Most stages see Sonic simply going from point A to point B, but some levels feature more unique objectives, like defeating a certain number of enemies or rescuing a certain amount of captured civilians before you reach the goal. These add a marginal amount of variety, but nothing really substantial. The one objective I really did not like, however, involves Sonic having to give some of his rings to the aforementioned civilians. You have to get Sonic so close just to talk to them, and then you have to press one, two or three buttons that appear on-screen, all in a split second. It’s not too bad, but usually these missions have only just barely enough opportunities to give away your rings that, if you fail even one, you’re probably going to fail the mission. It also doesn’t help that the game fails to tell you about how this “mini-game” works (the description I gave above is more than the game feels the need to explain). So when the first time I gave someone rings I needed to press the A button, I assumed that’s all there was to it. So when I instinctively pressed the A button several other times and failed to give the civilian my rings, I was baffled why it didn’t work. Again, it’s not overly difficult or cryptic, but if you’re going to make a mini-game out of something so simple, maybe you should communicate that with the player? Just a thought.

The game also features a kind of item system, where certain items will grant different bonuses when equipped. Like in Secret Rings, you can gain experience points after a stage, though here they are called “Identification Points” and are used to identify items you find within the stages (different items will cost different amounts of IP to “identify”). Once identified, you can equip the items by visiting the blacksmith (Tails) in between stages. It’s admittedly another improvement over Secret Rings, but like that game’s leveling system, it still feels like a missed opportunity to be something more.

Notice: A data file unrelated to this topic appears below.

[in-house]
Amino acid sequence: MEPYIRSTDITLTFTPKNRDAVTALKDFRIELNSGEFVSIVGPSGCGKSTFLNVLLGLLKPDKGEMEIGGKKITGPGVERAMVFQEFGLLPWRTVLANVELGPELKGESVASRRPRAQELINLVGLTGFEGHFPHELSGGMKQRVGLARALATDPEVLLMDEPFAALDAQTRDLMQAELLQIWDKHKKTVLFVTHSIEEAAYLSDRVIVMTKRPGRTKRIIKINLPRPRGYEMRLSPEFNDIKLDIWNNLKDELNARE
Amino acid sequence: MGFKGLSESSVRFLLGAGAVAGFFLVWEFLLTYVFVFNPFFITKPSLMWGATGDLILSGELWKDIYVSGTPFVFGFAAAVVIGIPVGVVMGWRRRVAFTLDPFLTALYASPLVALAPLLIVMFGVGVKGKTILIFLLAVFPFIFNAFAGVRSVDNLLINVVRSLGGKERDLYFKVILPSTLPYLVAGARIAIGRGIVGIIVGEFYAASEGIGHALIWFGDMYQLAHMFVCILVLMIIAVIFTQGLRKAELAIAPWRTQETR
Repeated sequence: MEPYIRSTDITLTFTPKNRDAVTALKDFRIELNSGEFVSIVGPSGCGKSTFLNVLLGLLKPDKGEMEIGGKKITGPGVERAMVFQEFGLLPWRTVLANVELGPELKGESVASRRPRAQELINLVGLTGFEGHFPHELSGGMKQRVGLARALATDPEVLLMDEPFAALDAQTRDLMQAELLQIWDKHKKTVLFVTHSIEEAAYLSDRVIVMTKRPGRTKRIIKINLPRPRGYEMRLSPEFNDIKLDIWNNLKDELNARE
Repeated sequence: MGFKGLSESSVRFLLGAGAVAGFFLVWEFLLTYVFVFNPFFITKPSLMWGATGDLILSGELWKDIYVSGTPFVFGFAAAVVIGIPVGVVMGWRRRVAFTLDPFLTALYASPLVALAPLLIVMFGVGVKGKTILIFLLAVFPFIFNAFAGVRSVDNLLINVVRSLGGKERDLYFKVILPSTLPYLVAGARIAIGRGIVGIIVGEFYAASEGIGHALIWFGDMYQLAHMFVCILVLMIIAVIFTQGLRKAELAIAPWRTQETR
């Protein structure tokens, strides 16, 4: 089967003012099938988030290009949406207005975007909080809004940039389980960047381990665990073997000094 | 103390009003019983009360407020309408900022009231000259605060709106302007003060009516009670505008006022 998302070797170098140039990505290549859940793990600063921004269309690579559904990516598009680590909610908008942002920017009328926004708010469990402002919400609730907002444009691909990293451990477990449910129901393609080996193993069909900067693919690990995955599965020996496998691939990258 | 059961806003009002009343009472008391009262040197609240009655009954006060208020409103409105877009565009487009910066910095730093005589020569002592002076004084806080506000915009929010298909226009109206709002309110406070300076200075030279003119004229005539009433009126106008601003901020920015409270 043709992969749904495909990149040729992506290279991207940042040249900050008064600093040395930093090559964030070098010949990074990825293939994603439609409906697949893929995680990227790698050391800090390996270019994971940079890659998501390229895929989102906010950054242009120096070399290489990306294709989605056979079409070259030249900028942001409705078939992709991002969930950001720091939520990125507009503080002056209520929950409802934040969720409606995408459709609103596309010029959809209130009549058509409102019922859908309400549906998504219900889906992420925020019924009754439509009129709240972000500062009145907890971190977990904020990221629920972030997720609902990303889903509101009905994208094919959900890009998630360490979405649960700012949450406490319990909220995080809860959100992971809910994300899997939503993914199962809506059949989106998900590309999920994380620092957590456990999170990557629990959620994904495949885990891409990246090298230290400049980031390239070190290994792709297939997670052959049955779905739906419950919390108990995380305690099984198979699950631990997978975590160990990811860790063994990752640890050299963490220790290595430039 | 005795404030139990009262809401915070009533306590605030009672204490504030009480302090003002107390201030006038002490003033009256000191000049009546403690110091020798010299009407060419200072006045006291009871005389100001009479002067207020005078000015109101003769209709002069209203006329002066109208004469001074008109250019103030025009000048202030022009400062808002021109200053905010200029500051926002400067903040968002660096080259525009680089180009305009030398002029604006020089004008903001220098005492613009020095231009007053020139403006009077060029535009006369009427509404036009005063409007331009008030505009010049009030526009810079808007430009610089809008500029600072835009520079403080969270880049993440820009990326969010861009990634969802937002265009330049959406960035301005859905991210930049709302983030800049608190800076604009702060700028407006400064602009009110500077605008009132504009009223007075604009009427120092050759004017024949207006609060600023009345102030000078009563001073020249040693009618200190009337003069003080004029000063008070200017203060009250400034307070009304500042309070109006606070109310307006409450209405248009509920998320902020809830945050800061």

Most of the bosses here are Sonic characters reworked into different knights of King Arthur (specifically Knuckles, Shadow and Blaze. I take it Robotnik didn’t want to be a part of another storybook entry). It’s here where the game really slips up. These boss fights are easy in a really bizarre way. Now, there’s nothing wrong with easy boss fights, but what we have here is a special case. You basically commence in a duel with the other Sonic characters, but it seems like there’s no real strategy to them. Knuckles and Shadow both kicked my ass, but I still managed to beat them both on my first try without any real timing or strategy with my swings. Blaze was a slightly more fleshed out fight, but nothing to write home about.